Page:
Canada: Lutherans face looming crisis with hope

By Bruce Myers
Posted Jul 5, 2013
Bishop Susan Johnson addresses the delegates at the 14th Biennial National Convention in Ottawa. Photo: Simon Chambers

Bishop Susan Johnson addresses the delegates at the 14th Biennial National Convention in Ottawa. Photo: Simon Chambers

[Anglican Journal] Lutheran delegates were shown a sobering portrait of their church’s present and future prospects during the first business session of the ELCIC’s National Convention.

In her opening address, National Bishop Susan Johnson shared the results of a financial and demographic study of the denomination commissioned by the ELCIC’s Conference of Bishops.

It shows that 54 congregations have closed since the ELCIC was established in 1986, and that individual membership has dropped from more than 262,000 to about 139,000 during the same time period. Future projections are equally grim. The study suggests a further 64 ELCIC congregations will close by 2020.

An aging membership explains part of the drop in numbers. An especially sharp decline came following the ELCIC’s decision in 2011 to authorize congregations to offer same-sex marriages.

The projected drop in membership would have financially catastrophic consequences for an already cash-strapped denomination, with annual revenues to the national church estimated to plunge by $400,000 by 2020.

Johnson described the demographic and financial projections as “a worst-case scenario” that could result in major cuts to national staff, programming and global partnerships, and even curtailing the full communion relationship with the Anglican Church of Canada.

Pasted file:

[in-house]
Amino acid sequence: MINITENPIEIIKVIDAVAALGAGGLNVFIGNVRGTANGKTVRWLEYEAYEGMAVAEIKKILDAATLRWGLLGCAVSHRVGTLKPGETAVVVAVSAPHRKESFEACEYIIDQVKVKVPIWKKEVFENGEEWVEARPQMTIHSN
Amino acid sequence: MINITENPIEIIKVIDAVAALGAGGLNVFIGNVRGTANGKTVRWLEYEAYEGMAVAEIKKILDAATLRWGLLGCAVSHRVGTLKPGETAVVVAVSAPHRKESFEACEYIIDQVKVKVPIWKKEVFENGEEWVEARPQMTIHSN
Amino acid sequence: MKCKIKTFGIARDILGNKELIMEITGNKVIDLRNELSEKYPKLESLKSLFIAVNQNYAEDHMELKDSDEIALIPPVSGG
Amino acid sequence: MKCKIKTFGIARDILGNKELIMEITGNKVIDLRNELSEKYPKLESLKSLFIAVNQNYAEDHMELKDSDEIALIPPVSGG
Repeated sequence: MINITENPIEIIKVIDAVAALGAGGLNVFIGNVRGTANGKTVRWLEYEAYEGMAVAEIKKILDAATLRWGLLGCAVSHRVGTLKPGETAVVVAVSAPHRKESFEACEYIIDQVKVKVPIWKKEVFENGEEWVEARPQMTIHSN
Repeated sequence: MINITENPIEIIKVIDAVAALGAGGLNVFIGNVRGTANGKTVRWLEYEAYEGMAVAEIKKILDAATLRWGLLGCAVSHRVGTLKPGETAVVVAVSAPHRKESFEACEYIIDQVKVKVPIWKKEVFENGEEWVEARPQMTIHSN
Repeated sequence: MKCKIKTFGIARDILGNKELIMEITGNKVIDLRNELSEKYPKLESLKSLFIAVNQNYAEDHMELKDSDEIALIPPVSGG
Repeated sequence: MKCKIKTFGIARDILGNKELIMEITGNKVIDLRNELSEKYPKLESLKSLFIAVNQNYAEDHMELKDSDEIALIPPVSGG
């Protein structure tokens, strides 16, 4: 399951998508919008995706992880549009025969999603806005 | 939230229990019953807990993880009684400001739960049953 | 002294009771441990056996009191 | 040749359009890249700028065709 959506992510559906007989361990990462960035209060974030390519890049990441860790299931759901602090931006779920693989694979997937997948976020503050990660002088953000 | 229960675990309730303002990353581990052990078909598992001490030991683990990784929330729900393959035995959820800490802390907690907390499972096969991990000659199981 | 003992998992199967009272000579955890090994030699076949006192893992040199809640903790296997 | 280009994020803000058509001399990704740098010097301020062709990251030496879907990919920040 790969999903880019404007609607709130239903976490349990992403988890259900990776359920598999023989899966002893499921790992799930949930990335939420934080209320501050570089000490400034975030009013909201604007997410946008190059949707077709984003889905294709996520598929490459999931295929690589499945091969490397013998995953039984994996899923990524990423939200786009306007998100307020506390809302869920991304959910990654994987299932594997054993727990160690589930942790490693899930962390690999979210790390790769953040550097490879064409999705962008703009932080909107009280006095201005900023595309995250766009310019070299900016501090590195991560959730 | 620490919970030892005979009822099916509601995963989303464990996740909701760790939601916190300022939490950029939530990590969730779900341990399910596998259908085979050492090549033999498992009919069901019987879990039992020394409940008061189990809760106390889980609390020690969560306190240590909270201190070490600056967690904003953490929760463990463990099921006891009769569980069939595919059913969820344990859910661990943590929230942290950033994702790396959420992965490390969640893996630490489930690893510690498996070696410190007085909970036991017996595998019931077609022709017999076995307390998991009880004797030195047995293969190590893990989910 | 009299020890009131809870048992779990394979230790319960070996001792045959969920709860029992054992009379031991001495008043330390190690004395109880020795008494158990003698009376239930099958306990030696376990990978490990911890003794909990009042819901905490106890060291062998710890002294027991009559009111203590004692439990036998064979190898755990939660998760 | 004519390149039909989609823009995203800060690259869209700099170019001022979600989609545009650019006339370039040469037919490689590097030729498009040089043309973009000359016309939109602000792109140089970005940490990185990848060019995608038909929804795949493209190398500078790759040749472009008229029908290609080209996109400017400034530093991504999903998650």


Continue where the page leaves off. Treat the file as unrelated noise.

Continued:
At the same time, the national bishop struck a hopeful tone, suggesting the ELCIC’s membership and money crisis could also be a moment of opportunity for Canada’s Lutherans to “define what our core mission is and how we can best accomplish it.”

“We need to be open to the creative power of the Holy Spirit,” Johnson told delegates. “God is calling us, and indeed all the churches in North America and much of Europe, to a new thing. What’s hard is that we don’t know what that new thing is going to be.”

Nevertheless, Johnson offered some suggestions as to what that “new thing” might look like in the ELCIC. They include creating more flexible models of local ministry, deepening partnerships and reducing the size of some national church structures.


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Comments (5)

  1. The Rev. Fred Fenton says:

    Although we have far greater resources, the EC also is in decline, with aging clergy and membership. We need to find creative new approaches before we face a crisis like the ELCIC is experiencing. This is a time for research and development.

  2. All the Lutheran denominations face a demographic crisis that is unyielding in nature. Many of the younger members either drop religion or go with what their partner desires and this will not change. I don’t think there is anything new with regards to research and development that will help.

  3. John L. Romjue says:

    ELCA is losing congregations and members at a catastrophic rate for the same reason as ELCIC. Maybe time for both to honor the Scriptures on the subject of marriage, and to focus again on the message of the Cross? What would Martin Luther think?

    1. Mark Sadler says:

      I agree sir. The EL is quickly becoming another abomination of the Christian faith and history as it continues to cast aside core doctrines.

  4. Mark Sadler says:

    I agree with John Romjue, the decline is at least in part the result of casting aside foundational components of Biblical theology for the sake of appealing to the nonbeliever. The result is offering less than the full measure of the Christian Gospel and anything short of 100% dishonors God, the faith, and denies salvation.

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